A day after getting thrown off Twitter for repeatedly sharing election disinformation, MyPillow CEO Mike Lindell appeared on Fox News host Tucker Carlson’s program on Tuesday night for an extremely sympathetic interview—and proceeded to fire off bizarre conspiracies left and right.
Lindell has been one of former President Donald Trump’s biggest boosters, financially backing many of the pro-Trump lawsuits attempting to overthrow President Joe Biden’s victory. Following the insurrectionist riot incited by Trump, Lindell claimed the attack was “very peaceful” and blamed the violence on “undercover antifa dressed as Trump people.”
The pillow salesman has continued to push the unhinged theory that millions of Trump votes were flipped to Biden due to a nefarious international conspiracy involving dead Venezuelan dictator Hugo Chavez and corrupt voting software, opening himself up to legal threats from Dominion Voting Systems. Lindell, who says he “welcomes” a lawsuit, also personally visited the White House during Trump’s final days in office to sell him on his latest election fraud theory. (White House attorneys dismissed his claims.)
Carlson, whose show is largely propped up by MyPillow ads following an exodus of sponsors, welcomed Lindell on Tuesday night by lauding his program’s main benefactor.
“He’s one of our biggest sponsors, and we are grateful for that,” Carlson declared. “He is sponsoring free speech. But of course, the enforcers of orthodoxy are not impressed, they are enraged. For the crime of having different opinions, Mike Lindell has been banned from Twitter.”
Following its ban of Lindell, Twitter said Lindell was “permanently suspended due to repeated violations of our Civic Integrity Policy.” The new policy was enacted after the insurrection and notes that anyone who continuously shares election misinformation can be banned.
After noting that a number of retailers have also stopped carrying Lindell’s products following his conspiracy-mongering, Carlson—fresh off standing by QAnon conspiracists—painted the MyPillow founder as a free speech warrior and victim of censorship.
“It seems pretty clear they are sending a message,” the Fox host said. “People the public recognizes cannot step out of line because you might convince others to do the same. Do you take another message or do you think that’s why they’re doing this to you?”
From there, Lindell quickly turned the interview into an opportunity to make outlandish and unfounded claims while Carlson largely sat by and let his biggest sponsor go to town.
Noting that he initially got suspended by Twitter earlier this month for tweeting about election fraud, Lindell then insisted that Twitter “didn’t take it down all the way” and that someone at the social media company was actually running his account for two weeks.
“I just couldn’t do anything and they were running my Twitter like they were me,” he continued. “My friends are going you’re not tweeting very much and when you do—I said I’m not doing that so I try to take it down and I got something from Germany saying these are Twitter rules and you cannot do this, so they ran my Twitter for 14 or 15 days.”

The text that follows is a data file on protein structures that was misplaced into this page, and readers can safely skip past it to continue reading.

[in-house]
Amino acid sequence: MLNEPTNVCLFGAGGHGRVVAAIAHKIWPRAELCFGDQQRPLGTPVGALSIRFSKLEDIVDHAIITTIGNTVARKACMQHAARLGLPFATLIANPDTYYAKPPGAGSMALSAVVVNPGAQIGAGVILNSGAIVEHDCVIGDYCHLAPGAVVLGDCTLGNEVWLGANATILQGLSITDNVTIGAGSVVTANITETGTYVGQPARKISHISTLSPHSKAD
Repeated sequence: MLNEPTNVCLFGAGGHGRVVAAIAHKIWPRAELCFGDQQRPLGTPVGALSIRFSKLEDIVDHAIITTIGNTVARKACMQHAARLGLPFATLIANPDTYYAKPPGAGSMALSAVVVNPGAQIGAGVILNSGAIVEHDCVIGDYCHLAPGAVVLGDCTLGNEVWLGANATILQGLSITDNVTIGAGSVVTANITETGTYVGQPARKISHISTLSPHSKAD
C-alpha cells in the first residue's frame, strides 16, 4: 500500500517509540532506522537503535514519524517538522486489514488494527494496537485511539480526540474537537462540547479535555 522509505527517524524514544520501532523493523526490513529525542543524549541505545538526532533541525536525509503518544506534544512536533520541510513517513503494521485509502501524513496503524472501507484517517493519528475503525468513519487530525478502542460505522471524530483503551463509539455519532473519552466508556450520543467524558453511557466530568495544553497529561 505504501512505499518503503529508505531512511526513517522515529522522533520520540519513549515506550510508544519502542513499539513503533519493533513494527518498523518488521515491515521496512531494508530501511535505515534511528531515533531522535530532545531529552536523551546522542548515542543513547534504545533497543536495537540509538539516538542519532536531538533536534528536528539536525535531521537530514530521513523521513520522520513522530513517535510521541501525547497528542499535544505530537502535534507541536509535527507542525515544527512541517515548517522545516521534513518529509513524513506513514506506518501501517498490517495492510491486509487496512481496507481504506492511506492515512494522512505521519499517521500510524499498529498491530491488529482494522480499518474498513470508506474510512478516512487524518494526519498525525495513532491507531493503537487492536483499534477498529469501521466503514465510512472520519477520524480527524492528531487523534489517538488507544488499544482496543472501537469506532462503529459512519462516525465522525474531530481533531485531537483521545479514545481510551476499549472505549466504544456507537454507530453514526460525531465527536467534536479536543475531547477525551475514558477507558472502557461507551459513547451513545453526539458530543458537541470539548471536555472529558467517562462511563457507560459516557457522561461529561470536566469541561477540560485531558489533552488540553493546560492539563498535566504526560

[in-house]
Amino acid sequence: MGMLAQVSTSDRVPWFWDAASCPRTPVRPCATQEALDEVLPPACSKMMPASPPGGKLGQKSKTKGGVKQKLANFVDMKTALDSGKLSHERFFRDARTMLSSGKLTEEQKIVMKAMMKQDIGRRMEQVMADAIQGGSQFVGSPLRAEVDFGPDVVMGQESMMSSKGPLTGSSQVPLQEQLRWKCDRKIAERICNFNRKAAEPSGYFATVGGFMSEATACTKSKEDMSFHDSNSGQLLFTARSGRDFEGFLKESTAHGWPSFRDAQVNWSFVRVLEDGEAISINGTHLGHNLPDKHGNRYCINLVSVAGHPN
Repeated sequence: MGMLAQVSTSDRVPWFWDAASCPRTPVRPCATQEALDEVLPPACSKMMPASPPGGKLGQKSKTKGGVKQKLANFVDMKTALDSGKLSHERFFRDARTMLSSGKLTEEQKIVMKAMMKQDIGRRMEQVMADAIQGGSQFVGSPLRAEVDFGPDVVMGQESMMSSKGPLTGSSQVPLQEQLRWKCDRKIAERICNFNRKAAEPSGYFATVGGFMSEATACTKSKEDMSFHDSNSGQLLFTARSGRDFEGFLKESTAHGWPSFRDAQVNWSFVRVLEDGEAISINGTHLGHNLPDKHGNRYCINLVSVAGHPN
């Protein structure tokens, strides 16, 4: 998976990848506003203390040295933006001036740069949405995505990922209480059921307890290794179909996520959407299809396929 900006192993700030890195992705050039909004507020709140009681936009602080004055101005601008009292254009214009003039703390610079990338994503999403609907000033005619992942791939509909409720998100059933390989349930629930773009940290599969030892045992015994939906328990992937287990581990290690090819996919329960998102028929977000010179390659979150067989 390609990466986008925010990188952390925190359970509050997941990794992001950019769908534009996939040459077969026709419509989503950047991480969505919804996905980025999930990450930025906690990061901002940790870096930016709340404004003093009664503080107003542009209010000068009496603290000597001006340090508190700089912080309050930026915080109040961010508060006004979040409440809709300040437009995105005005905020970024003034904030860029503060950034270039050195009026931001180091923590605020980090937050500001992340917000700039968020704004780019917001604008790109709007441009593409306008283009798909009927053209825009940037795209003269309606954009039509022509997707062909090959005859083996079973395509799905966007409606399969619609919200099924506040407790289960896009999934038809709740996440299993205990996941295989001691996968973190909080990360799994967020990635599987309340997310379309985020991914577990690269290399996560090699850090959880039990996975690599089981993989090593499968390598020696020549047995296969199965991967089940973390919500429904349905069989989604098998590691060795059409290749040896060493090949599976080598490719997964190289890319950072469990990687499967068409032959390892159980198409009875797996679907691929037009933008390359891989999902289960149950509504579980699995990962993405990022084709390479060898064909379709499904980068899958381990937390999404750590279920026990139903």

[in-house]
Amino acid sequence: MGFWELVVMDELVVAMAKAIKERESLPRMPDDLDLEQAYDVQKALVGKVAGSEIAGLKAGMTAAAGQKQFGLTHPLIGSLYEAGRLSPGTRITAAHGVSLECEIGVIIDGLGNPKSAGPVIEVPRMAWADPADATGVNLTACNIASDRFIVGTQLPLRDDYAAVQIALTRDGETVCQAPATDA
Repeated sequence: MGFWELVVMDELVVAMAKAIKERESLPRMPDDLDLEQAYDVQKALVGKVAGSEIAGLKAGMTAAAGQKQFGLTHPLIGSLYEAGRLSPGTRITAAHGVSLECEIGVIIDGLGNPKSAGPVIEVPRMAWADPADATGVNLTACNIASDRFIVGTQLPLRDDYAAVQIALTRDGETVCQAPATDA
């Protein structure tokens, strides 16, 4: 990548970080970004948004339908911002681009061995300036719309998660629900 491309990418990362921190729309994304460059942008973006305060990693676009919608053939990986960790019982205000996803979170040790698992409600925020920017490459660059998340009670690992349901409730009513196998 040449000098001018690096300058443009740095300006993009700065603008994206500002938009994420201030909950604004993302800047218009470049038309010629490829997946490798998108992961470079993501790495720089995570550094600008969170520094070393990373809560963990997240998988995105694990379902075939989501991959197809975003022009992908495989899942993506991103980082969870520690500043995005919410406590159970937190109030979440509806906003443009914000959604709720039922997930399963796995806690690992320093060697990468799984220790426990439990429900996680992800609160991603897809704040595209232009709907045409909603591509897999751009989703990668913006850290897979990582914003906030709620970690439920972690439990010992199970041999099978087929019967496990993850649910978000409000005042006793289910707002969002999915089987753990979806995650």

Lindell then claimed—without a hint of evidence— that after Dominion threatened him with a lawsuit over his bogus voting software claims, “they hired hit groups and bots and trolls and went after all my vendors and box stores to cancel me out.”
While not promoting or endorsing Lindell’s remarks, Carlson framed the MyPillow chief’s conspiracies as part of normal discourse, suggesting it should be totally acceptable to “convince the audience that you’re right.”
Lindell, meanwhile, went right back down the rabbit hole.
“You’re exactly right. With this particular thing that’s going on now, I’ve been all in trying to find the machine fraud and we found it, we have the evidence,” Lindell exclaimed. “So all these outlets calling me from The Washington Post, New York Times, every outlet in the country, they go ‘Mike Lindell, there’s no evidence and he’s making fraudulent statements.’ No, I have the evidence and I dare people to put it on!”
“I dare Dominion to sue me because it would get out faster,” he added. “They don’t want to talk about it. They don’t want that!”
“No, they don’t,” Carlson muttered in response.
“They’re not making conspiracy theories go away by doing that,” he continued, before adding: “You don’t make people calm down and get reasonable and moderate by censoring them, you make them crazier. Of course!”
Over the past few weeks, Dominion and Smartmatic—another voting machine company lumped into election fraud conspiracies—have issued legal threats to a number of right-wing media outlets and Trumpworld figures, including Fox News. Dominion, meanwhile, has already filed billion-dollar defamation lawsuits against Trumpist lawyers Rudy Giuliani and Sidney Powell for promoting unfounded fraud claims about the company.